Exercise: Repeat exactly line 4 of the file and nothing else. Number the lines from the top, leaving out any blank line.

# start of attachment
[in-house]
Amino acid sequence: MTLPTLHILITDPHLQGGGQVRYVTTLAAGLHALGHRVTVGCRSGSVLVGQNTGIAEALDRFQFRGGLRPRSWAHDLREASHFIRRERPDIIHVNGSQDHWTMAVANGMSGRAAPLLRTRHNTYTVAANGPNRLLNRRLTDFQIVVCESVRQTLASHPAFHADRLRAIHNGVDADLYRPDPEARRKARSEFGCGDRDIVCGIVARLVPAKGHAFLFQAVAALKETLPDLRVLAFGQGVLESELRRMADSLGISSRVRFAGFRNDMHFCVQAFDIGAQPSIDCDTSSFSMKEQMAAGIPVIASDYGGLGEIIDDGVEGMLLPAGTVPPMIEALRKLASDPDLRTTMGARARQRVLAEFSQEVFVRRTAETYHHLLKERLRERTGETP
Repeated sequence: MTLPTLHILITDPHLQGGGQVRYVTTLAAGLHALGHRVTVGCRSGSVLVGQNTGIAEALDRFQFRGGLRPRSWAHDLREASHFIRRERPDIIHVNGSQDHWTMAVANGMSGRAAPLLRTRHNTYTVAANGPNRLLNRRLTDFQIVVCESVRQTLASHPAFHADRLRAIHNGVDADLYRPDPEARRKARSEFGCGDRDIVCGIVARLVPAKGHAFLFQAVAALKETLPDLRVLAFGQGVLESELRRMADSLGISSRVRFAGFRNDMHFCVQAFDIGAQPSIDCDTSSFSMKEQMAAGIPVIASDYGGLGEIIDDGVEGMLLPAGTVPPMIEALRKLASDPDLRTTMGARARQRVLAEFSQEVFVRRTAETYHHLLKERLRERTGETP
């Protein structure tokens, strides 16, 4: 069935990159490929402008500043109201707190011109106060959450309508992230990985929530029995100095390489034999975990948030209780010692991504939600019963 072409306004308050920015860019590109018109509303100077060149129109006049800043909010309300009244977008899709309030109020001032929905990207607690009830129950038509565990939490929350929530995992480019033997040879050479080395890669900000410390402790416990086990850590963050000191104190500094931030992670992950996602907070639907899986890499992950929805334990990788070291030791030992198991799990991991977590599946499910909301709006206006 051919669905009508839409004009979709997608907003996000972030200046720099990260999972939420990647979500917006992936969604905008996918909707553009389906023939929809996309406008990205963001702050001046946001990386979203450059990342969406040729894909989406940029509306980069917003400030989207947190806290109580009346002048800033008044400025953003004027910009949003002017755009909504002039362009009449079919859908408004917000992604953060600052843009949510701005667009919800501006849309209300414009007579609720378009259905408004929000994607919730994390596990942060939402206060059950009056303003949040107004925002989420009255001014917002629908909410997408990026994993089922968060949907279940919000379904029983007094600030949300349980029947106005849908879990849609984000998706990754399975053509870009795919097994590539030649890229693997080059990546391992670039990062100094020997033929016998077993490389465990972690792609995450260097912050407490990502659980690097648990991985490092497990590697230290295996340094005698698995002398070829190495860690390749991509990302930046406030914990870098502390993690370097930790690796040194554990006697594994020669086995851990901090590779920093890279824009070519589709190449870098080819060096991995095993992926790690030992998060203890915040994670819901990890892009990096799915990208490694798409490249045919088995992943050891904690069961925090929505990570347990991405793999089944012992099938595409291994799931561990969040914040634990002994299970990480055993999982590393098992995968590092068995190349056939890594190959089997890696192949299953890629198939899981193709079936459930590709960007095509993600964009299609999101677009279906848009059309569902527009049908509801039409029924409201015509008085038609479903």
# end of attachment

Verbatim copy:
């Protein structure tokens, strides 16, 4: 069935990159490929402008500043109201707190011109106060959450309508992230990985929530029995100095390489034999975990948030209780010692991504939600019963 072409306004308050920015860019590109018109509303100077060149129109006049800043909010309300009244977008899709309030109020001032929905990207607690009830129950038509565990939490929350929530995992480019033997040879050479080395890669900000410390402790416990086990850590963050000191104190500094931030992670992950996602907070639907899986890499992950929805334990990788070291030791030992198991799990991991977590599946499910909301709006206006 051919669905009508839409004009979709997608907003996000972030200046720099990260999972939420990647979500917006992936969604905008996918909707553009389906023939929809996309406008990205963001702050001046946001990386979203450059990342969406040729894909989406940029509306980069917003400030989207947190806290109580009346002048800033008044400025953003004027910009949003002017755009909504002039362009009449079919859908408004917000992604953060600052843009949510701005667009919800501006849309209300414009007579609720378009259905408004929000994607919730994390596990942060939402206060059950009056303003949040107004925002989420009255001014917002629908909410997408990026994993089922968060949907279940919000379904029983007094600030949300349980029947106005849908879990849609984000998706990754399975053509870009795919097994590539030649890229693997080059990546391992670039990062100094020997033929016998077993490389465990972690792609995450260097912050407490990502659980690097648990991985490092497990590697230290295996340094005698698995002398070829190495860690390749991509990302930046406030914990870098502390993690370097930790690796040194554990006697594994020669086995851990901090590779920093890279824009070519589709190449870098080819060096991995095993992926790690030992998060203890915040994670819901990890892009990096799915990208490694798409490249045919088995992943050891904690069961925090929505990570347990991405793999089944012992099938595409291994799931561990969040914040634990002994299970990480055993999982590393098992995968590092068995190349056939890594190959089997890696192949299953890629198939899981193709079936459930590709960007095509993600964009299609999101677009279906848009059309569902527009049908509801039409029924409201015509008085038609479903």